New Zealand Thin Capitalisation Rules, 2012

According to regulation of New Zealand Inland Revenue Department, it is now more important than ever for you to monitor your thin capitalisation calculations, with the safe-harbour threshold reducing from 75% to 60% from the 2012 tax year.

The following short checklist of common errors and current issues should also assist compliance:

  • Debts and assets must be valued in New Zealand dollars for the safe-harbour calculation. Unexpected foreign exchange fluctuations, of the nature seen in the current market, have the potential to cause unanticipated breaches of the safe-harbour threshold. Currency conversions are permissible at the spot rate on your measurement date(s) or at the forward rate applicable on the first day of the year. These options and exchange fluctuations need to be incorporated into your regular reviews.
  • In a number of circumstances, the valuation of a financial arrangement for tax purposes can vary significantly from the value of debt recorded for the instrument in your financial statements. It’s important that you understand the implications of the relevant tax rules on your financial arrangements.
  • Assets are valued by reference to generally accepted accounting practice. Companies adopt accounting policy changes for a wide range of reasons and often these changes have no tax impact. However, where your debt/asset ratio sits near the safe-harbour threshold, it’s important that the personnel responsible for tax compliance keep abreast of accounting policy changes, especially those relating to asset valuations.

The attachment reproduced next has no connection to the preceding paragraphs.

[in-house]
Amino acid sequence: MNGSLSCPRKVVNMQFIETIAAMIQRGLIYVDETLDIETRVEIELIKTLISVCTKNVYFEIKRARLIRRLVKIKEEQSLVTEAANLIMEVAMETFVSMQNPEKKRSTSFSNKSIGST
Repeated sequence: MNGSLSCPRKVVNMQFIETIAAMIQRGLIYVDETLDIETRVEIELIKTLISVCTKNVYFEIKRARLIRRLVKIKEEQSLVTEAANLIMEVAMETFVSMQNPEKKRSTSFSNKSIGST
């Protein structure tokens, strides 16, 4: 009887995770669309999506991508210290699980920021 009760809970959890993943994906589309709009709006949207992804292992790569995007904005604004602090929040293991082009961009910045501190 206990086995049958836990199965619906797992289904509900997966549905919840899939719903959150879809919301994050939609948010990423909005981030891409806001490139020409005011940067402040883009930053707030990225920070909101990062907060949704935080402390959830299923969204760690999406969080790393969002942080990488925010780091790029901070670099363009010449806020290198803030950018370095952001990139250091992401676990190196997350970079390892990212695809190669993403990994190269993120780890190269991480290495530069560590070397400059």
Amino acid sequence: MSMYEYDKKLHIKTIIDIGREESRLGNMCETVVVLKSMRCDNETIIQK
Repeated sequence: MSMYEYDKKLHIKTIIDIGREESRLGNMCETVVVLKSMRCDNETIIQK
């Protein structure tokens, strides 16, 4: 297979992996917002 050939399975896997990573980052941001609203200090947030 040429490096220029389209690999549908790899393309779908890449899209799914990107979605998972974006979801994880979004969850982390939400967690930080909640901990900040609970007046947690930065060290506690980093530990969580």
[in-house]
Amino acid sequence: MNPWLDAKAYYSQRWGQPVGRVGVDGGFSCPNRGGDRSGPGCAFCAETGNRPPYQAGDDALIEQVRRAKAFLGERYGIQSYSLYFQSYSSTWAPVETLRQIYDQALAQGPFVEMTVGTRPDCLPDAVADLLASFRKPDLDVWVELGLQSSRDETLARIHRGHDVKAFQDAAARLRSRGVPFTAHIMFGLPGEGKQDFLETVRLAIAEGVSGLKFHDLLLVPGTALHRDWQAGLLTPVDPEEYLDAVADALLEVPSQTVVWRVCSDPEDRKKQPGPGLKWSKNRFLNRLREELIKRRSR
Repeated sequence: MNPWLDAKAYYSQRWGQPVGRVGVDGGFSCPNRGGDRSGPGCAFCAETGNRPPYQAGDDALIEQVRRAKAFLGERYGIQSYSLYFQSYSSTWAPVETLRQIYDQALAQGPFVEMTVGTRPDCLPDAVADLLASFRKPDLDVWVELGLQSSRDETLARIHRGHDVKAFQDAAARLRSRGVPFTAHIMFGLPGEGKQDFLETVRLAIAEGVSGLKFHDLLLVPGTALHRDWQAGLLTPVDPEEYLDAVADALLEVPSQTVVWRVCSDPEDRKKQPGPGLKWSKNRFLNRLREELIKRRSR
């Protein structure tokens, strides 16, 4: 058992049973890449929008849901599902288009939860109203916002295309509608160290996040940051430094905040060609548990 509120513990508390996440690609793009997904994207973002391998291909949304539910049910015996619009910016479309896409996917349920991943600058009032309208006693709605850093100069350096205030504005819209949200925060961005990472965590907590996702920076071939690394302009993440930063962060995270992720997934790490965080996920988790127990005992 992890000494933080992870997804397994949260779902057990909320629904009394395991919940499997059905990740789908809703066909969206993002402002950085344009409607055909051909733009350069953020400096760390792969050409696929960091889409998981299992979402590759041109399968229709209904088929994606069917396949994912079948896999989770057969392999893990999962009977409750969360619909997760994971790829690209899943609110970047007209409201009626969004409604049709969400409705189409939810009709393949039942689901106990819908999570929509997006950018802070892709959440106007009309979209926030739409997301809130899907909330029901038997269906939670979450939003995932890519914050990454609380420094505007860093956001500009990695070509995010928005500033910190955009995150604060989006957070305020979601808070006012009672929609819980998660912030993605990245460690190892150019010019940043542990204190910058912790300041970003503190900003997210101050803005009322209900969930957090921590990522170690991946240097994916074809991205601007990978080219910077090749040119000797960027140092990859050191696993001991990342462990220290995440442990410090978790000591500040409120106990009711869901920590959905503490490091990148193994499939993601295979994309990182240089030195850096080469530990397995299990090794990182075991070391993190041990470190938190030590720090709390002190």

• The recent adoption of the International Financial Reporting Standards (“IFRS”) provides additional safe-harbour headroom for some taxpayers on the revaluation of property assets. For others, debt/asset ratios were adversely impacted through asset impairment adjustments (for example, intangible property impairments). To the extent that taxpayers opted into the IFRS revaluation model on the upward market, the recent current market devaluation of many assets could again result in unanticipated breaches of the safe-harbour threshold. Be wary of any creative accounting solutions, especially in respect of intangibles.
  • The thin capitalisation rules require consistent treatment for a number of items such as controlling interests for grouping purposes and applicable measurement dates. It’s important that you are aware of previous practices and elections made, particularly where there has been a change in personnel preparing the calculations.
  • When you calculate your debt/asset ratio on a group basis, consideration must be given to the impact of any movements in the group structure during the year.
  • Non-resident withholding tax still applies to interest paid, even if a deduction is not available under the thin capitalisation rules.
  •  When your debt/asset ratio is near the safe-harbour threshold, a thin capitalisation review based solely on management accounts will not be sufficient. To be effective, a review must consider the rules applicable in your specific circumstances, and in light of current market movements.

As a matter of routine, Inland Revenue Department does not deny interest deduction to taxpayers carrying high debt levels that satisfy the thin capitalisation rules. However, where a loan transaction would not have taken place in the open market, then the commerciality of the financing arrangement between associated parties may be called into question. In such extreme circumstances, serious consideration would be given to call upon the general anti-avoidance provision.

November 14th, 2011